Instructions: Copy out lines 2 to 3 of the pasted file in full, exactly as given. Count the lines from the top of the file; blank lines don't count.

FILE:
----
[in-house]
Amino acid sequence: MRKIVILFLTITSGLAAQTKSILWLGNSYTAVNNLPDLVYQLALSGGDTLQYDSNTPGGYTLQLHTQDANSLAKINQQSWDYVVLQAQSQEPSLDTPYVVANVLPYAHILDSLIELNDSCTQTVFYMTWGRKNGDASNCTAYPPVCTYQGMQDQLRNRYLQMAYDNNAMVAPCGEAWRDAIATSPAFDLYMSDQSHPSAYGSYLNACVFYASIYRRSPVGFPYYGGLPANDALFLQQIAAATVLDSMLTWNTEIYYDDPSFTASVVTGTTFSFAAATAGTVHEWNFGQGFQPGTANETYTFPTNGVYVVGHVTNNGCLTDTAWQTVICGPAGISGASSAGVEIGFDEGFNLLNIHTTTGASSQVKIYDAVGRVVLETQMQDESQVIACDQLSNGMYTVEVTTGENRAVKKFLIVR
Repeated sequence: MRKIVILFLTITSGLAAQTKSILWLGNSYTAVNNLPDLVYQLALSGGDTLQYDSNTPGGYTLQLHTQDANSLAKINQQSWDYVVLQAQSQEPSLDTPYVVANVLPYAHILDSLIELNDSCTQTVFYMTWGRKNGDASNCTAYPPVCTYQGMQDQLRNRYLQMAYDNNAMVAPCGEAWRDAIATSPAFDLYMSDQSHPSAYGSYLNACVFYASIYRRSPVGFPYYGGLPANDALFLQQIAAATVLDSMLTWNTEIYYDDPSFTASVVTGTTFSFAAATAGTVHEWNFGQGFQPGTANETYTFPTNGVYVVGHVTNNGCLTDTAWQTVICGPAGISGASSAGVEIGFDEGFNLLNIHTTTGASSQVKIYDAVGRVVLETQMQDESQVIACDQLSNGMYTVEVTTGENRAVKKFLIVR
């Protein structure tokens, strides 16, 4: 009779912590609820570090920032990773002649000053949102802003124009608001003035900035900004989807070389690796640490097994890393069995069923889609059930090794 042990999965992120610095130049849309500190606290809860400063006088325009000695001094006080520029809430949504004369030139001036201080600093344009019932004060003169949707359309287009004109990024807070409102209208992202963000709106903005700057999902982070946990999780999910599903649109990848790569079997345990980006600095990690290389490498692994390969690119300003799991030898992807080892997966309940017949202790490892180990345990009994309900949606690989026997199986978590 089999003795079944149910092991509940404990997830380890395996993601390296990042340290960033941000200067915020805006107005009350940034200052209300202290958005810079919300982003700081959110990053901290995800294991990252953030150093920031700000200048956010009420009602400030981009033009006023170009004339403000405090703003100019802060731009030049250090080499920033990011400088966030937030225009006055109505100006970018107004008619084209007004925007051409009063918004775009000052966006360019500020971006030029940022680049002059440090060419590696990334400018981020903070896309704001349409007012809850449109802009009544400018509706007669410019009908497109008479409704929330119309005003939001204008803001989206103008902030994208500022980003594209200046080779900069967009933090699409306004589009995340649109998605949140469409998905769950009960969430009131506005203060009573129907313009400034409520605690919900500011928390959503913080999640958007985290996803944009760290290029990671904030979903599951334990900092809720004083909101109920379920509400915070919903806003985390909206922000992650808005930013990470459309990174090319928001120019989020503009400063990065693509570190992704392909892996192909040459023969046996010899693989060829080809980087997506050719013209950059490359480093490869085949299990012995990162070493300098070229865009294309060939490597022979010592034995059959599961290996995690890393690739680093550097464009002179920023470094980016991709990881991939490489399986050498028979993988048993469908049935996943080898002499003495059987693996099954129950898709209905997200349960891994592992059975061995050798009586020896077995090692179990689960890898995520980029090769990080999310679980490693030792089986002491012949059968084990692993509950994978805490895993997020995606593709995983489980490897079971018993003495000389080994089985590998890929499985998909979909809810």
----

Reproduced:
Amino acid sequence: MRKIVILFLTITSGLAAQTKSILWLGNSYTAVNNLPDLVYQLALSGGDTLQYDSNTPGGYTLQLHTQDANSLAKINQQSWDYVVLQAQSQEPSLDTPYVVANVLPYAHILDSLIELNDSCTQTVFYMTWGRKNGDASNCTAYPPVCTYQGMQDQLRNRYLQMAYDNNAMVAPCGEAWRDAIATSPAFDLYMSDQSHPSAYGSYLNACVFYASIYRRSPVGFPYYGGLPANDALFLQQIAAATVLDSMLTWNTEIYYDDPSFTASVVTGTTFSFAAATAGTVHEWNFGQGFQPGTANETYTFPTNGVYVVGHVTNNGCLTDTAWQTVICGPAGISGASSAGVEIGFDEGFNLLNIHTTTGASSQVKIYDAVGRVVLETQMQDESQVIACDQLSNGMYTVEVTTGENRAVKKFLIVR
Repeated sequence: MRKIVILFLTITSGLAAQTKSILWLGNSYTAVNNLPDLVYQLALSGGDTLQYDSNTPGGYTLQLHTQDANSLAKINQQSWDYVVLQAQSQEPSLDTPYVVANVLPYAHILDSLIELNDSCTQTVFYMTWGRKNGDASNCTAYPPVCTYQGMQDQLRNRYLQMAYDNNAMVAPCGEAWRDAIATSPAFDLYMSDQSHPSAYGSYLNACVFYASIYRRSPVGFPYYGGLPANDALFLQQIAAATVLDSMLTWNTEIYYDDPSFTASVVTGTTFSFAAATAGTVHEWNFGQGFQPGTANETYTFPTNGVYVVGHVTNNGCLTDTAWQTVICGPAGISGASSAGVEIGFDEGFNLLNIHTTTGASSQVKIYDAVGRVVLETQMQDESQVIACDQLSNGMYTVEVTTGENRAVKKFLIVR